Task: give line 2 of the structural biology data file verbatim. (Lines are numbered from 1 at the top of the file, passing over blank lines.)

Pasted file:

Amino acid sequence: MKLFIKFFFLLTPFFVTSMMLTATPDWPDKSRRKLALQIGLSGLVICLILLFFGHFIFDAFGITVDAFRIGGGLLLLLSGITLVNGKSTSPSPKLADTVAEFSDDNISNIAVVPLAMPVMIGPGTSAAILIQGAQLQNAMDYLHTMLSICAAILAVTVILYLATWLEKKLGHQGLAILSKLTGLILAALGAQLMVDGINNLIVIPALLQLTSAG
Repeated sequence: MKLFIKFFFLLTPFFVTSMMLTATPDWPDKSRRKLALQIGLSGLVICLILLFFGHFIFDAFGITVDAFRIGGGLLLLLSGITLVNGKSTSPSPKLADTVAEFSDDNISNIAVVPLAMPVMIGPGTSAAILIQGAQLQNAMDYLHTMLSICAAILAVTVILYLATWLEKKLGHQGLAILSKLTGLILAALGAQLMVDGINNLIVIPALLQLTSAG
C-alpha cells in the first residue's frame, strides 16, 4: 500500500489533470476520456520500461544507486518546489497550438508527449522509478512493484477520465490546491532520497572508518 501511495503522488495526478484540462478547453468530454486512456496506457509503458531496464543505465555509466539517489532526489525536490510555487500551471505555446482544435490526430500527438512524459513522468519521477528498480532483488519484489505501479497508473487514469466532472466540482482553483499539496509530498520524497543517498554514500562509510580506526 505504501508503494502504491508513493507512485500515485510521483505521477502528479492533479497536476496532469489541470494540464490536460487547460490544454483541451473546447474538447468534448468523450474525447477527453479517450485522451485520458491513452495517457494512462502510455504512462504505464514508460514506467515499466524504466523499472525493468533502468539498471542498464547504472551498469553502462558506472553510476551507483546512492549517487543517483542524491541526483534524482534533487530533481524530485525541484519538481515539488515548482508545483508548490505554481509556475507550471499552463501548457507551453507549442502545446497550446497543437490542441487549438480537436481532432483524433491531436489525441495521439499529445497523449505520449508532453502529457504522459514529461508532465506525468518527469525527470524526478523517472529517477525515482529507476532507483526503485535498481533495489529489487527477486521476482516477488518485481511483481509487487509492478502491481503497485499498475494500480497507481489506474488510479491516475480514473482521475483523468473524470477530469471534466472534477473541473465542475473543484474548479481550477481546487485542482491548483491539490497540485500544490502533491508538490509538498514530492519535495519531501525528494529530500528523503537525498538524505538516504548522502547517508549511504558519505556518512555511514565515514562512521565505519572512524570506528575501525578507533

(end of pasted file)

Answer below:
Repeated sequence: MKLFIKFFFLLTPFFVTSMMLTATPDWPDKSRRKLALQIGLSGLVICLILLFFGHFIFDAFGITVDAFRIGGGLLLLLSGITLVNGKSTSPSPKLADTVAEFSDDNISNIAVVPLAMPVMIGPGTSAAILIQGAQLQNAMDYLHTMLSICAAILAVTVILYLATWLEKKLGHQGLAILSKLTGLILAALGAQLMVDGINNLIVIPALLQLTSAG